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Caponegro v. United States Department of Housing and Urban Development

United States District Court, D. New Jersey

October 23, 2019



          Michael A. Hammer United States Magistrate Judge.

         This matter comes before the Court by way of Plaintiff's motion for leave to amend his Complaint. Mot. for Leave to Am. and Supp. Compl., May 15, 2019, D.E. 103. First National Bank of Layton opposes the motion. Opp'n Br., July 5, 2019, D.E. 104. Pursuant to Federal Rule of Civil Procedure 78 and Local Civil Rule 78.1, the Court has decided this motion on the papers. For the reasons set forth below, Plaintiff's motion to amend is denied with prejudice.


         Arthur Caponegro, acting pro se, initiated this action on May 19, 2015, against Defendants, First National Bank of Layton (“FNBL”) and the United States Department of Housing and Urban Development (“HUD”), in relation to a reverse mortgage transaction he entered into with FNBL on July 23, 2012, pursuant to HUD's Home Equity Conversion Mortgage program (“HECM mortgage”). Compl., May 19, 2015, D.E. 1. FNBL moved to dismiss Plaintiff's Complaint shortly thereafter. Mot. to Dismiss, July 6, 2015, D.E. 7.

         While FNBL's motion to dismiss the Complaint was pending, Plaintiff pro se filed an Amended Complaint. Am. Compl., Aug. 26, 2015, D.E. 11. On April 1, 2016, counsel, Kenneth Marano, Esq., entered a notice of appearance on Plaintiff's behalf. Notice of Appearance, Apr. 1, 2016, D.E. 26. On August 16, 2016, after this Court granted Plaintiff's request for leave of Court, Plaintiff's counsel filed a Second Amended Complaint. Am. Compl., Aug. 16, 2016, D.E. 33. The Second Amended Complaint alleged four counts, only two of which appeared to be alleged against FNBL: breach of contract (Count 1) and negligence (Count 4).[1] Second Am. Compl. Aug. 16, 2016, D.E. 33. The breach of contract claim also appeared to contain allegations sounding in fraud; more specifically, that FNBL forged Plaintiff's signature, falsified documents, and made misrepresentations. Id. On November 21, 2016, FNBL moved to dismiss the claims against it. Mot. to Dismiss, Nov. 21, 2016, D.E. 41.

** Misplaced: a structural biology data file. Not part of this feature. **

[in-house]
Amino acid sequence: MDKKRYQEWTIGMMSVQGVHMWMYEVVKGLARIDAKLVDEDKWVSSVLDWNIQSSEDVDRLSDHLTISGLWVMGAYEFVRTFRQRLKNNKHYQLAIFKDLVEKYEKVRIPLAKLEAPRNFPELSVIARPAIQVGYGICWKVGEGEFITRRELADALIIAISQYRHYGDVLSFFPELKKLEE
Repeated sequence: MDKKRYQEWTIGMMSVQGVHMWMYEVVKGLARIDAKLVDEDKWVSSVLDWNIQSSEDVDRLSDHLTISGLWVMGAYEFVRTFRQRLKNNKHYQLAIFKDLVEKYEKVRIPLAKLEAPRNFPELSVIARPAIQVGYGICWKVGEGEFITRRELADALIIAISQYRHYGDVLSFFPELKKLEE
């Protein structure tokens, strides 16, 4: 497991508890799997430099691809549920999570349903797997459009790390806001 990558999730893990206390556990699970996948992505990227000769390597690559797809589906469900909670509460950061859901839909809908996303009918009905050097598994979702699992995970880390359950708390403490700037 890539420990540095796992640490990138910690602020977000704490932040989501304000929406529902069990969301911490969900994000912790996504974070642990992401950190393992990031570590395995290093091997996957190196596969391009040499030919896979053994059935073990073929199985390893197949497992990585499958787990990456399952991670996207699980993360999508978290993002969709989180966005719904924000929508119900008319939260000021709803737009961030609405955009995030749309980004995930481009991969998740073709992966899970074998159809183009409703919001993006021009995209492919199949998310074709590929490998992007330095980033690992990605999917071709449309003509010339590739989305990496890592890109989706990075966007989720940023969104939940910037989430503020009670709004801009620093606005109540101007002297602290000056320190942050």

On October 12, 2016, Plaintiff filed a letter with the Court, seeking an Order terminating his counsel and permitting him to once again proceed pro se. D.E. 38. After a hearing on February 1, 2017, this Court granted Plaintiff's request. Order, D.E. 49. On May 11, 2017, new counsel for Plaintiff, Toni Belford Damiano, Esq., entered an appearance on Plaintiff's behalf. Notice of Appearance, D.E. 58.

         On May 18, 2017, Judge McNulty granted FNBL's motion to dismiss, finding that the Second Amended Complaint: (1) lacked clarity and specificity; (2) lacked precision as to which claim was directed against which Defendant because “it [was] not always possible to confidently infer against which of the defendants an allegation [was] directed;” and (3) failed to meet the heightened pleading standard for forgery and fraudulent misrepresentation claims. Mem. Op., May 18, 2017, D.E. 61, at 1, 7-10. Additionally, Judge McNulty determined that Plaintiff insufficiently pled negligence because there was no assertion FNBL owed any duty to him independent of those arising under the contract. Id. at 12. Finally, Judge McNulty found no feasible breach of contract claim because Plaintiff failed to state the contract or contractual provision at issue. Id. at 10.

         Between June 13, 2017, and May 15, 2019, when Plaintiff filed the motion that is the subject of the present Opinion, Plaintiff had moved eight times for leave to amend. Three of those motions were denied on procedural grounds. One motion was terminated as moot. The other four motions were all addressed on their merits. Each is address herein.